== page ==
You’ve probably heard conservative and religious leaders — including most of the Republican president candidates — lament the recent “moral decline” of the United States.

Yet is America truly in moral decline, or is the country just shifting away from traditional, religious morality? That’s the question taken up in a new article in the Economist, which finds little evidence to support the former position.

In summary:

[The aforementioned issues lead] to a debate over what “moral” really means. If “immoral” means “causing avoidable harm to other people” then gay marriage, pornography, sex, reality TV, soft-drug use and euthanasia are hardly immoral, even if distasteful to some.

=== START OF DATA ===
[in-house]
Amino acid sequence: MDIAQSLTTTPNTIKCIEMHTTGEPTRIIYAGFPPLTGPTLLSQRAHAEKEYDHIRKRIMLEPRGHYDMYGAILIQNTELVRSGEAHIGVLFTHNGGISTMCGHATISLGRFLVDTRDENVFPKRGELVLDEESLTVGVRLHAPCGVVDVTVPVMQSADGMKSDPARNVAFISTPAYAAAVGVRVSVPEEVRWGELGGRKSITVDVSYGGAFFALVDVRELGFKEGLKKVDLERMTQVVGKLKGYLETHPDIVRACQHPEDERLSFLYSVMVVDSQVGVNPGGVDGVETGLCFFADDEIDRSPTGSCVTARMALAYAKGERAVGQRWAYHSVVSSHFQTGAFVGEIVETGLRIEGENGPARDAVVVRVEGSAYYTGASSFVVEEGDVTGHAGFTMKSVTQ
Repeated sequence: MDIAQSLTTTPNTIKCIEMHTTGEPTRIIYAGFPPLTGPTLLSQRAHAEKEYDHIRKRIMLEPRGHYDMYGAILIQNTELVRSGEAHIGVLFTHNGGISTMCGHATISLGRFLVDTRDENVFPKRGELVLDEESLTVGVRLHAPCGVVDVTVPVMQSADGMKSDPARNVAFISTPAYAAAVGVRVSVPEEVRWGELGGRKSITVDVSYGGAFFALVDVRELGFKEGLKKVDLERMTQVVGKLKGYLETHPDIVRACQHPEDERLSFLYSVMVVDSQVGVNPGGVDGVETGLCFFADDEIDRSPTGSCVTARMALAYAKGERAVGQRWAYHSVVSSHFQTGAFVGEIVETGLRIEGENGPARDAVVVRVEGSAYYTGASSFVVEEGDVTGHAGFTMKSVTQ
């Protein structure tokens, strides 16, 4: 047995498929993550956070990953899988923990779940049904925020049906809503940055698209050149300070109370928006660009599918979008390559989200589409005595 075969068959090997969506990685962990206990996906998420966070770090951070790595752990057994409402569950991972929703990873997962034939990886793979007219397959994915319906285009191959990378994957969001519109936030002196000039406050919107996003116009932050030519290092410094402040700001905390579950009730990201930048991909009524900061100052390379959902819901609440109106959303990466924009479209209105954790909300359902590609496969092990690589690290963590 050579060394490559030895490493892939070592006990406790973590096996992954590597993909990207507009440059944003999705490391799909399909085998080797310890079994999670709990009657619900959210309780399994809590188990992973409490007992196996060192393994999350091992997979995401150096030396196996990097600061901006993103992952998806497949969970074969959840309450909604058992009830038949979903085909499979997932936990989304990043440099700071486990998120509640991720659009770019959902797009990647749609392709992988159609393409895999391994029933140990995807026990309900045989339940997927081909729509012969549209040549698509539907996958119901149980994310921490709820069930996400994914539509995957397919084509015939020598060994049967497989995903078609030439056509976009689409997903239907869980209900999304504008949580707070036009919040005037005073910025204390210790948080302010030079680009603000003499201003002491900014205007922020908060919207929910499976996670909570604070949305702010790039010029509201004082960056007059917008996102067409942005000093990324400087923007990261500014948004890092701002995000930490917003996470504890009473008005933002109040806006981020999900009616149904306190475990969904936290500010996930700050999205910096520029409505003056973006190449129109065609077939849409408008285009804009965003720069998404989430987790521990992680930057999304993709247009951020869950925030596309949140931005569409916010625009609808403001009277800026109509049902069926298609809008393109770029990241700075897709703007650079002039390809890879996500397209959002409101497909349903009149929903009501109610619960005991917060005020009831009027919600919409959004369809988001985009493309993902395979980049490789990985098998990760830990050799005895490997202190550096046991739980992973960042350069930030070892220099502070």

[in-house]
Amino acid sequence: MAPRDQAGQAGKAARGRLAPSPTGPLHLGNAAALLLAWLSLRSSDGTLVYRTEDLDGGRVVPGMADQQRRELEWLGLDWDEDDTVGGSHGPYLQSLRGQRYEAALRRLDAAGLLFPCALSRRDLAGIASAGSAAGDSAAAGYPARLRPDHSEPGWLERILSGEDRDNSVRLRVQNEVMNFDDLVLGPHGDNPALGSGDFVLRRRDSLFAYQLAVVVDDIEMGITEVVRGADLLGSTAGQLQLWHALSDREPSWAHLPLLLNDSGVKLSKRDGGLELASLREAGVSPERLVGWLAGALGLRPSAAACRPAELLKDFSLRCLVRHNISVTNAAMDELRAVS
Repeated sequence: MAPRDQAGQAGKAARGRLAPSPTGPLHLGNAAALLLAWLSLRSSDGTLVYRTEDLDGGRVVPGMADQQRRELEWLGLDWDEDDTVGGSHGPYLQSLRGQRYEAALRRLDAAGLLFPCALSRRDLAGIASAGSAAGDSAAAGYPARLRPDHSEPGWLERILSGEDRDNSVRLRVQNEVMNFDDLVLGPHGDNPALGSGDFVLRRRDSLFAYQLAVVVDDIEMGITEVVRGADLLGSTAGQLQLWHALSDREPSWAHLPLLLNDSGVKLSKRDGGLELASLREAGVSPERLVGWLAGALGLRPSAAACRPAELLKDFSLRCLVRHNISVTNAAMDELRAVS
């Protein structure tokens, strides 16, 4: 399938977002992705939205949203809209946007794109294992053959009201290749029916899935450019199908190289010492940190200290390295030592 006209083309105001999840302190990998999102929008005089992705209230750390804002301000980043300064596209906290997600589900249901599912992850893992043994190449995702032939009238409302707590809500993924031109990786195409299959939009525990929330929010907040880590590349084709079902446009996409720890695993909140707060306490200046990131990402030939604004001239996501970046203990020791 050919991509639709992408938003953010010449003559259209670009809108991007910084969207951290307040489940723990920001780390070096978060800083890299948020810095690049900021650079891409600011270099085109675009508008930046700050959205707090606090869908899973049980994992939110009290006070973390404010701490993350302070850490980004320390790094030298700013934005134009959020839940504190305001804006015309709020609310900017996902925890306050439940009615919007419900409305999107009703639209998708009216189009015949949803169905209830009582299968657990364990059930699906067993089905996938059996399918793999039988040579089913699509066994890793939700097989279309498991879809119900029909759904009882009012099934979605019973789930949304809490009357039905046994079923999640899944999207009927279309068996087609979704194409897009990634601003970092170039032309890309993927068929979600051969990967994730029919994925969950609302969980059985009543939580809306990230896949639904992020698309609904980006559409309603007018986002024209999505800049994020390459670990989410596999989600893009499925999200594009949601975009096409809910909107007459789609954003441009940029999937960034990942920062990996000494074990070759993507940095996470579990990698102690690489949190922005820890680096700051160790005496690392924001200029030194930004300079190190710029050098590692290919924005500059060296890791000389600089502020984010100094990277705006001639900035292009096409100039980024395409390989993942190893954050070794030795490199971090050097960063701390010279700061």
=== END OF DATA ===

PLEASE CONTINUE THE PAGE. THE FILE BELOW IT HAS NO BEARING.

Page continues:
But as we grind through the Republican primary process, it seems like the debate over morality in America has less to do with moral outcomes and more to do with a vision of how society should look based on idealistic remembrances of how things were. So people like Mr Munro and the Republican candidates believe America is in a moral slump. The odd thing is, people on the left might actually agree, though for very different reasons. They are upset by the perceived greed of the 1%, and the broad acceptance of torture and war as foreign-policy tools. In the end, the debate over morality more closely resembles two distinct monologues.

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